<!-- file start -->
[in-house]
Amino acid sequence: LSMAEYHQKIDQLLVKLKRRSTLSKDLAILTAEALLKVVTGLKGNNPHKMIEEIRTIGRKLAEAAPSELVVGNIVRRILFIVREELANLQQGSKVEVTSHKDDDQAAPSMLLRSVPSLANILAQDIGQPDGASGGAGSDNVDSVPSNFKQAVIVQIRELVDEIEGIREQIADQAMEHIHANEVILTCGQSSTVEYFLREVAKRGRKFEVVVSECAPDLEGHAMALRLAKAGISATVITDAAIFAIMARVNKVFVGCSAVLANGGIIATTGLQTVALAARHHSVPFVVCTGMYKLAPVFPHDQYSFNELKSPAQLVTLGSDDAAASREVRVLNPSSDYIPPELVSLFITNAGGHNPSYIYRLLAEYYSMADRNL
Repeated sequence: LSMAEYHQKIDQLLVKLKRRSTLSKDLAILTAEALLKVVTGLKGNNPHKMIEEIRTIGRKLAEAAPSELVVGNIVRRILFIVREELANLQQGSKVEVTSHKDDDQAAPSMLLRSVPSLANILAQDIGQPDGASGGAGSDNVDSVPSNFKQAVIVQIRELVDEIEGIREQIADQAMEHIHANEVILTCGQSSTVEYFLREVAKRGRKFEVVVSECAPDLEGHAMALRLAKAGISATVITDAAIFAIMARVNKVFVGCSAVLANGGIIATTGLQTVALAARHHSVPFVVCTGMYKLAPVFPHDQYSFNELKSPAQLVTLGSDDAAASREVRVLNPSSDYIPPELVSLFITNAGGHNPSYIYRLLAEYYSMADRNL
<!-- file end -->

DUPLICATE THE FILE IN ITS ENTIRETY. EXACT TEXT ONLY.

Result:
[in-house]
Amino acid sequence: LSMAEYHQKIDQLLVKLKRRSTLSKDLAILTAEALLKVVTGLKGNNPHKMIEEIRTIGRKLAEAAPSELVVGNIVRRILFIVREELANLQQGSKVEVTSHKDDDQAAPSMLLRSVPSLANILAQDIGQPDGASGGAGSDNVDSVPSNFKQAVIVQIRELVDEIEGIREQIADQAMEHIHANEVILTCGQSSTVEYFLREVAKRGRKFEVVVSECAPDLEGHAMALRLAKAGISATVITDAAIFAIMARVNKVFVGCSAVLANGGIIATTGLQTVALAARHHSVPFVVCTGMYKLAPVFPHDQYSFNELKSPAQLVTLGSDDAAASREVRVLNPSSDYIPPELVSLFITNAGGHNPSYIYRLLAEYYSMADRNL
Repeated sequence: LSMAEYHQKIDQLLVKLKRRSTLSKDLAILTAEALLKVVTGLKGNNPHKMIEEIRTIGRKLAEAAPSELVVGNIVRRILFIVREELANLQQGSKVEVTSHKDDDQAAPSMLLRSVPSLANILAQDIGQPDGASGGAGSDNVDSVPSNFKQAVIVQIRELVDEIEGIREQIADQAMEHIHANEVILTCGQSSTVEYFLREVAKRGRKFEVVVSECAPDLEGHAMALRLAKAGISATVITDAAIFAIMARVNKVFVGCSAVLANGGIIATTGLQTVALAARHHSVPFVVCTGMYKLAPVFPHDQYSFNELKSPAQLVTLGSDDAAASREVRVLNPSSDYIPPELVSLFITNAGGHNPSYIYRLLAEYYSMADRNL